Homestyle Spicy Pumpkin Soup – The Best Caribbean Pumpkin Soup

6 people
1 hr 30 min

Last Updated on September 16, 2021 by

Caribbean Pumpkin Soup is a classic recipe, with all islands having their own variations of this Spicy Pumpkin Soup. This version is made with smoked meat, a characteristic of many of the smaller British and French Caribbean islands.

Although Jamaican Pumpkin Soup may be the most popular in the United States, due to them having the largest representation of Americans of Caribbean decent, there are many versions that are just as delicious.

Fresh Pumpkin and Scotch Bonnet Peppers are the core ingredients that every West Indian Pumpkin Soup starts with and then the interpretations on each island and of each family, can vary. Since it starts with the Scotch Bonnet, all Caribbean Pumpkin Soup variations are a Spicy Pumpkin Soup.

This soup can be Vegetarian or sometimes made with meat. Homestyle Pumpkin Soup in the Caribbean can happen several types a week. Therefore, it will vary in the type of meat, if any, is added to it for variety.

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Table of Contents

My family comes from some of the smaller islands like Dominica and Aruba, where little is known in America about the traditional cuisines of these small islands. Therefore, I have appointed myself to teach you all about what you’re missing out on by not having experienced the French influenced cuisine of Dominica and the Dutch influenced cuisine of Aruba.

Although not specific to Dominica only, this type of homestyle West Indian Pumpkin Soup you will find on many of the smaller islands like Martinique, Guadeloupe, Antigua and Anguilla.

What’s the difference with Jamaican Pumpkin Soup?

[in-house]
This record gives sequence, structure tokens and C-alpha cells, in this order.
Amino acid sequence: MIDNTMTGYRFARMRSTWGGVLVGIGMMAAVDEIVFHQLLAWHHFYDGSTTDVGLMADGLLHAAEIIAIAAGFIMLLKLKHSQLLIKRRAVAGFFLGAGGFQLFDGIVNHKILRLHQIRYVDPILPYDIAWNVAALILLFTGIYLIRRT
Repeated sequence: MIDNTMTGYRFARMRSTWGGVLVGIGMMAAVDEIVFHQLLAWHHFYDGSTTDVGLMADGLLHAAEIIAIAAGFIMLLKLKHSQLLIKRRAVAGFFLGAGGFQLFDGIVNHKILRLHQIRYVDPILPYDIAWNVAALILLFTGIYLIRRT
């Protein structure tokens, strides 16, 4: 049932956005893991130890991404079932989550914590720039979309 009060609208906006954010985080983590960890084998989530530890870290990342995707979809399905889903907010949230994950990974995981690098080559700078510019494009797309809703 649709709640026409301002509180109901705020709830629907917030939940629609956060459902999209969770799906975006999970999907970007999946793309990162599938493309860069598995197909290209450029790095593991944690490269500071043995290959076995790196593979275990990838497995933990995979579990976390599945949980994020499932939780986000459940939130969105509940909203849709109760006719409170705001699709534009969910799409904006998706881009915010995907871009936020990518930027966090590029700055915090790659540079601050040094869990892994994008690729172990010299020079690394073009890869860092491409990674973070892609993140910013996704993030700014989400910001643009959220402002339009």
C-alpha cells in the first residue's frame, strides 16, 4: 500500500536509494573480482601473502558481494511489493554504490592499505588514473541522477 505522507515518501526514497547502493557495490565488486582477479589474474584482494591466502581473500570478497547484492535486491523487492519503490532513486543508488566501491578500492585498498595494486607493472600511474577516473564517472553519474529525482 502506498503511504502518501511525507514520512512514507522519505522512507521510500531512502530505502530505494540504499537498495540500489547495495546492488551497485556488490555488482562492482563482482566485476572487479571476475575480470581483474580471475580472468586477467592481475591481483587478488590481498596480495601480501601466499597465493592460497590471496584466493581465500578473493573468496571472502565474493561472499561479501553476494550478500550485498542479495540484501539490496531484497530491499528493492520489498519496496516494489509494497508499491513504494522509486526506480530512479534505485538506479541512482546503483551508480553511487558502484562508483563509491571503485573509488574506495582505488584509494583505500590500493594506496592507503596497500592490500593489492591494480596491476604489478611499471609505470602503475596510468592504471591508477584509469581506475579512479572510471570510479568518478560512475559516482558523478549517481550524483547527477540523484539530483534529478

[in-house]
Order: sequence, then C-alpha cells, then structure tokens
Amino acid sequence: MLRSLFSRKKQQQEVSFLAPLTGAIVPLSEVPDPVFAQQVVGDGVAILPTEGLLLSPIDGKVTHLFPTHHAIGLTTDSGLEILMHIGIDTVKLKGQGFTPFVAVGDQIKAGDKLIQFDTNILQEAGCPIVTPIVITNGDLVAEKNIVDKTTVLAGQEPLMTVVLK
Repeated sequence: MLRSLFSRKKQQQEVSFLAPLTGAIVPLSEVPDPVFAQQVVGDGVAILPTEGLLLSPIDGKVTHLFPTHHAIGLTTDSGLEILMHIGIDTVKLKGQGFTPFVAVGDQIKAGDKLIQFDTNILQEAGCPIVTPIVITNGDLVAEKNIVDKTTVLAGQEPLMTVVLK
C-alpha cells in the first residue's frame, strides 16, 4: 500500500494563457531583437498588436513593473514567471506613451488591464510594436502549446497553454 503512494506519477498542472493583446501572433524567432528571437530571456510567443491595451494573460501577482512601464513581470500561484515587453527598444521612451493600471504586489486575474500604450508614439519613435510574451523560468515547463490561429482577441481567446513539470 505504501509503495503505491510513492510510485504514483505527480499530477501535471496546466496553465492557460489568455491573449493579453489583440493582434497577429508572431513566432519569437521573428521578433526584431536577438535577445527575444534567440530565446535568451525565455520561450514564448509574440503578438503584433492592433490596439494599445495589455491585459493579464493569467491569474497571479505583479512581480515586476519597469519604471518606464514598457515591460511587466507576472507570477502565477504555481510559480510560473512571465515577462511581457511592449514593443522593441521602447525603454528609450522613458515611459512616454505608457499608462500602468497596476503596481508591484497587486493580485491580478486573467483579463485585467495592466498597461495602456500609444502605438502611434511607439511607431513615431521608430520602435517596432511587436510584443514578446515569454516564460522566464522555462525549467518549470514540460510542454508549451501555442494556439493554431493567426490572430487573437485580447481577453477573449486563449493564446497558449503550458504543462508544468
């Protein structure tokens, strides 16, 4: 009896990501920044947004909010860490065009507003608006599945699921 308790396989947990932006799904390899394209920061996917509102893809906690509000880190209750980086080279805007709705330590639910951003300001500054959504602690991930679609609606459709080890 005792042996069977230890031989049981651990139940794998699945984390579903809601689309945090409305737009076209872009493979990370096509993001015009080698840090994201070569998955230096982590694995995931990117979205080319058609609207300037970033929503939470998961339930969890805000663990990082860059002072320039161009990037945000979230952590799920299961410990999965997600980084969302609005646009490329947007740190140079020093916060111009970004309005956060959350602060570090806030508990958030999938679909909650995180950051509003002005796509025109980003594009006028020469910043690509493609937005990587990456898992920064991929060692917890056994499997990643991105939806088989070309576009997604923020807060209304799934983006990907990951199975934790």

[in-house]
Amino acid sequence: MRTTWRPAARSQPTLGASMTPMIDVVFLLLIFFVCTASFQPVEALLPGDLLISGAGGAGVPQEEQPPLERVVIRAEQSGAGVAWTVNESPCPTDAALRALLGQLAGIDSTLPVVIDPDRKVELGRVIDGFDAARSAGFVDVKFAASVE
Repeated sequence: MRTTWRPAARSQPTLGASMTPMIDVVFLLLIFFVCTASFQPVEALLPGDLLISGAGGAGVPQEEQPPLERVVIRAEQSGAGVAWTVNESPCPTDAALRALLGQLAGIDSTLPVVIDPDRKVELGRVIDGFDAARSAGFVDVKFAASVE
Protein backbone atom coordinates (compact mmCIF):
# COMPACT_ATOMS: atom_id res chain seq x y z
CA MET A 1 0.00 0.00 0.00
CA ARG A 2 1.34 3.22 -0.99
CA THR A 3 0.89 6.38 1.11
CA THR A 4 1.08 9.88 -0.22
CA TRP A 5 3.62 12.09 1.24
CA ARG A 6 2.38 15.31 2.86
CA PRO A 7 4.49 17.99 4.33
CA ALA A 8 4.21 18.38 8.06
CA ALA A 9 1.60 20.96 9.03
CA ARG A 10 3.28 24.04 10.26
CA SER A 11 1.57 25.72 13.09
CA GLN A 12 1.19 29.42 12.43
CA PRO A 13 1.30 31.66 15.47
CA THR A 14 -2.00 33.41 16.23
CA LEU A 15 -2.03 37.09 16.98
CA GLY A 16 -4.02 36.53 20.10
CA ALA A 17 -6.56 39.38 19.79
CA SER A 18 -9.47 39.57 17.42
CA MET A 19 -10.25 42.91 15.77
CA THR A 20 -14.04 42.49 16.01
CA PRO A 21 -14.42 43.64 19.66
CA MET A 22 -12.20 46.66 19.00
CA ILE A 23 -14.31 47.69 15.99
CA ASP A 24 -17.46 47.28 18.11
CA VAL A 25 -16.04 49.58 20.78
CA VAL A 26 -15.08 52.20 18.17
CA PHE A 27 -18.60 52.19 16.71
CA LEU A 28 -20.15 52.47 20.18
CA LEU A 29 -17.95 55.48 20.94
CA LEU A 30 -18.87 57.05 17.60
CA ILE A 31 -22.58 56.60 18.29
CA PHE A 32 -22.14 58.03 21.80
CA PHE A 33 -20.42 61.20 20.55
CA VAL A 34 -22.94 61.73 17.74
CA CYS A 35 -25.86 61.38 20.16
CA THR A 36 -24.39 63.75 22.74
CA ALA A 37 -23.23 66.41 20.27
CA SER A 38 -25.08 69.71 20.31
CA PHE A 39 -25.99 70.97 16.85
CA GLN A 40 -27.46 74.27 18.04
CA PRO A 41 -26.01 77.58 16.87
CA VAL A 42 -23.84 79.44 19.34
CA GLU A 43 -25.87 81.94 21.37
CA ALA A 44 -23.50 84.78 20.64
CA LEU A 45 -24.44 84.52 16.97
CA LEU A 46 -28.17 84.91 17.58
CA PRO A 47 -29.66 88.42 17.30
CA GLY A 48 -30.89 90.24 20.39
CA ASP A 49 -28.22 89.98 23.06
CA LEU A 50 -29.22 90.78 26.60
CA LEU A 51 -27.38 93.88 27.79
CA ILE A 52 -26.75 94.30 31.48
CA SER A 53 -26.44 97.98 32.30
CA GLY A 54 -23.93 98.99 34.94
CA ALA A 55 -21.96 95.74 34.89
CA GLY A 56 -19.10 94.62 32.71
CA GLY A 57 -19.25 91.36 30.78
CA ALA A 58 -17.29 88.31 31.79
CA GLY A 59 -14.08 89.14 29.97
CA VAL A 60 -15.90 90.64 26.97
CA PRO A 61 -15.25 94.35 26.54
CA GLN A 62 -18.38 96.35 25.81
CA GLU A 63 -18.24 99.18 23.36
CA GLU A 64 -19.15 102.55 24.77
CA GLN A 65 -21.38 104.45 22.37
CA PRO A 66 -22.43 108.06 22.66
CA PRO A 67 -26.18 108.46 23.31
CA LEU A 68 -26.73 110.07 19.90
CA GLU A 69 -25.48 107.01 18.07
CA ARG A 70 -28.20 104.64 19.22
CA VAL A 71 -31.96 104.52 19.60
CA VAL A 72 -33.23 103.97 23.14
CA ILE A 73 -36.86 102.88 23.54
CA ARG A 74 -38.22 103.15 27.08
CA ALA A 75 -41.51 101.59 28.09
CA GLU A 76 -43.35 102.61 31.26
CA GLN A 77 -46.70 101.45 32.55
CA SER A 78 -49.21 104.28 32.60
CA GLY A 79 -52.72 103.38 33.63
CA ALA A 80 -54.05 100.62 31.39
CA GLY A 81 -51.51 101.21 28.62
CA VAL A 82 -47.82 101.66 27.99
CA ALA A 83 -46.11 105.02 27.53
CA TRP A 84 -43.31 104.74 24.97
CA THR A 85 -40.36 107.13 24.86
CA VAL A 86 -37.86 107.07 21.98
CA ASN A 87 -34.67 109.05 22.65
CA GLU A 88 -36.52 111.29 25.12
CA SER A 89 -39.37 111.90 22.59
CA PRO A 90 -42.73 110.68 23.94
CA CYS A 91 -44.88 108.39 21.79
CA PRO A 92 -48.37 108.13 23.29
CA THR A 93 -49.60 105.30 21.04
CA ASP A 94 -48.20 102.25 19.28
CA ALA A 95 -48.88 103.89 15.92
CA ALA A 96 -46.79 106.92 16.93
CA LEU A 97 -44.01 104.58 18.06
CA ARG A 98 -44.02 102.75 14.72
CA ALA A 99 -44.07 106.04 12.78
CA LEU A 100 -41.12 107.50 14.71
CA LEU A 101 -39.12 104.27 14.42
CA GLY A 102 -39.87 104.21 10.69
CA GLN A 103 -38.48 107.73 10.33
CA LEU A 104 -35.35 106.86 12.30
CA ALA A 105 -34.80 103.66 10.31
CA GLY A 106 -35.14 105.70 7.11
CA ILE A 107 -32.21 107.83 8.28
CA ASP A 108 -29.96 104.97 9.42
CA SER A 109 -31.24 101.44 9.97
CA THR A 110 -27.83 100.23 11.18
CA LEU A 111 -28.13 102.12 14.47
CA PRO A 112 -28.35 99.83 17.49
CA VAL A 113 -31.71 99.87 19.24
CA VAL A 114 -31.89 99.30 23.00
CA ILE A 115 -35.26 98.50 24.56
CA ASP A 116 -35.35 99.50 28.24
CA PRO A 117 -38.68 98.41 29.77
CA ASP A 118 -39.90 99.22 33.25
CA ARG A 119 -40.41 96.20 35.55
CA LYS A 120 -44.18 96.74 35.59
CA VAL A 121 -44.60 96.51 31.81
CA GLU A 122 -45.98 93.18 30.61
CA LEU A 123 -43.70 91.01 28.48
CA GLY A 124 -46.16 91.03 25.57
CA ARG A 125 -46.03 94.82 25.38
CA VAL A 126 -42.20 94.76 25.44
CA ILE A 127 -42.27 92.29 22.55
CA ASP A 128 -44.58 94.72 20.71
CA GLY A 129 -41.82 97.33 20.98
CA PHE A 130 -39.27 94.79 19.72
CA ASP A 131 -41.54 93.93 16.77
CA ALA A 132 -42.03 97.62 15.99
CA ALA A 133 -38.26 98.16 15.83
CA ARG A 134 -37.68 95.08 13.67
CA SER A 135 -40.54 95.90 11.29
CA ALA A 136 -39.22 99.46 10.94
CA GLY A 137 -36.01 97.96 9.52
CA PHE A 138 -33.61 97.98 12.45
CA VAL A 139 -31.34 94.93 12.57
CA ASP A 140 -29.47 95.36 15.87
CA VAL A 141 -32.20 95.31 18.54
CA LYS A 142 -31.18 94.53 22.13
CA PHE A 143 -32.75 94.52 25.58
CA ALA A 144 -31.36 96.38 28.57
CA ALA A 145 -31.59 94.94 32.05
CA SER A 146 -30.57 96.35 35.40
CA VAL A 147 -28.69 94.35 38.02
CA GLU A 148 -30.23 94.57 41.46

With Jamaican Pumpkin Soup, it is usually made with fresh chicken unless it is the Vegetarian Pumpkin Soup version.

In the smaller Caribbean islands, the use of smoked meat is more prevalent. I remember the first time I visited Dominica as an adult, I was amazed at the variety of smoked meat in the supermarkets. Just like we have chicken wings, chicken thighs, pork chops, etc. , in Dominica, all of these meat varieties were smoked there.

I think the reason is that with these smaller islands, modern things like refrigeration came much later, therefore, they needed a way to preserve meat.

This version of Pumpkin Soup is closer to the versions you may find on islands like Dominica or Antigua.

The smoked meat really adds a unique flavor profile – smoky and salty. You will find you need very little additional salt, if any.

See also Caribbean Creole Chicken

What type of pumpkin is the best?

There are many classifications of winter squash that can be classified as pumpkin. Everything from tender Butternut Squash to hearty Acorn Squash.

However, in the Caribbean we basically use two varieties of pumpkin, which has now become widely available in the United States.

Both of these Pumpkin Varieties have bright orange flesh:

  • Calabaza Pumpkin
  • Kabocha

Calabaza can be very large in size so very rarely sold whole, but cut up. The skin ran range from tan to golden with light green accents.

Kabocha has a dark green skin and are usually smaller in size, therefore they can be sold whole or cut up.

Either of these two pumpkin varieties are good options for Caribbean Pumpkin Soup. Caribbean people do not utilize canned pumpkin for soup so I have never done it, however, if fresh pumpkin isn’t available, I don’t see any reason why you can’t make this Spicy Pumpkin Soup with canned pumpkin since the base is a puree.


Caribbean Seasoning is not just salt and pepper. When a Caribbean person says they added seasoning, this can be any combination of onion, garlic, ginger, bell peppers, celery, carrots and thyme.

What is included is really dependent upon whatever you have in your refrigerator but the required ingredients are onion, garlic and bell pepper. With my Mom being from Aruba, I probably use more bell pepper than most. In the Dutch Caribbean, we love our bell pepper. However, you can adjust the quantities according to your own preference.

Usually, this is all chopped up together once a week and kept in the refrigerator to add to most food cooked – we add it to rice, soup, vegetables, meat marinades and would definitely add flavor as this Pumpkin Soup seasoning. This is basically a homestyle rough version of green seasoning or sofrito.

If you make this to add to the soup, you would add it at the stage when you are boiling the pumpkin. However, this soup has a lot of flavor and it is not a required ingredient.


  • In addition to or instead of, you can utilize any kind of root vegetables/ fruit commonly utilized in Caribbean Food Recipes. This can include plantains, sweet potatoes, breadfruit or yam.